Swapping Spit: Translation as Representation  


After the event:
Here's some of the responses we received to Laura Vena's presentation...

Laura asked collaborators to join her in fantastical linguistic play.

Etymaginaries are
mercurial word myths, forwards and backwards. produced by constellations of purple dust spots on the retina of the imagination, these notional creatures anxiously anticipate your polyinterpretations.

Some examples Laura shared:


Imbroglioronic N.: any oily liquid with a bitter flavor, esp. any such liquid prescribed as an emetic. Term coined by Cesare Musatti in 1943 to describe an abnormal personality compulsively given over to twisting lengths of her—more often, his—hair into knots. At the time, Musatti was in the employ / operating under the patronage of Adriano Olivetti, who had brought the pioneering psychoanalyst to Ivrea for the purpose of helping his engineers overcome a mysterious "block" that was impeding their development of the Divisumma electric abacus. Musatti's application of a placebo hair tonic in various clinical tests related to this case (the final diagnosis being that an imbroglioronic was suffering from a combination of acute hysteria, euraesthenia, and suicidal depression) is still a subject of medical debate to this day. Contributed by: Joe Milazzo


lufarcity soundtrack by Joe Milazzo


vandodacular the undulating function of the five bones of the sacrum [now fused] that allowed homosapiens’ ancestors to flick their tails1. 1 the movement also allows one to cast off his or her tail, which could help one escape from predators, who are either distracted by the wriggling detached tail, or left with only the tail while the rest of the body flees. tails cast in this manner generally grow back over time, unless evolution occurs.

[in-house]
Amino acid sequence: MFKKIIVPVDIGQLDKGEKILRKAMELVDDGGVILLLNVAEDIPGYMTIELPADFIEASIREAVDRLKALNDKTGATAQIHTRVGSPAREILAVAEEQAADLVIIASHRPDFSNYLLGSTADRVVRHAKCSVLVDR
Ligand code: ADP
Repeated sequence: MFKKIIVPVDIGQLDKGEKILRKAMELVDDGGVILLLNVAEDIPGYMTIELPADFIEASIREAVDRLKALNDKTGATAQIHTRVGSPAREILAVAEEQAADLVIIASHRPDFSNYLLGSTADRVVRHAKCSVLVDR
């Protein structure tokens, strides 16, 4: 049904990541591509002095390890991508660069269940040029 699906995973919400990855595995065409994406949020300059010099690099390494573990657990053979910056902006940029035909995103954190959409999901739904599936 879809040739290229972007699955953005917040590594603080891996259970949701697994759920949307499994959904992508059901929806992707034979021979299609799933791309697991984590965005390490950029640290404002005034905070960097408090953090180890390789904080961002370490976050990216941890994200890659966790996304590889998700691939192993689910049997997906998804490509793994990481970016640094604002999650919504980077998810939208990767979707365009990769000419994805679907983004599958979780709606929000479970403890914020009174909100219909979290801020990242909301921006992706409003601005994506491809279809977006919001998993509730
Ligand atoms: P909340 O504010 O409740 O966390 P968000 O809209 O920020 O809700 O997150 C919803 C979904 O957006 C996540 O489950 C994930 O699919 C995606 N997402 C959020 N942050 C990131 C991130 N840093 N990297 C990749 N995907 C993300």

by: Laura Vena


Swapping Spit: Translation as Representation
A Literary Conversation & Workshop

Curated/Organized by: STROPHE

Special Guests:
Jen Hofer
Laura Vena
Hillary Mushkin
Tanya Rubbak
& YOU.

7:00pm Saturday, April 4th, 2009
Ave 50 Studio
131 N. Avenue 50
Highland Park (LA), CA

Every work of art is an act of translation1. Whether done consciously or unconsciously, all artists pull from the cultural phenomena around them, borrowing, blending, and bleeding the residue into new creative responses. In this way, it can be said that writing is an act of swapping spit—every author is in intimate conversation with other artists of various métiers and their works, past, present, and future.

As Jorge Luis Borges writes, a book (or any work of art) “is not an isolated entity: it is a narration, an axis of innumerable narrations.” When cultural phenomena is translated, transferred, re-represented, or remembered, how are these axes mediated by their new form? Here, we look at translation, not only as a replacement of words from one language to the next, but as a larger, more complex system of interconnected representations and narratives.

1 representation, appropriation, transmutation, expression

Jen Hofer is a poet, translator, interpreter, teacher, knitter, and urban cyclist. Her recent and forthcoming poem sequences and translations are available through a range of autonomous small presses including: Atelos, Counterpath Press, Dusie Boooks, Kenning Editions, Palm Press, and Ponzipo. She also makes small books by hand at her kitchen table in Cypress Park.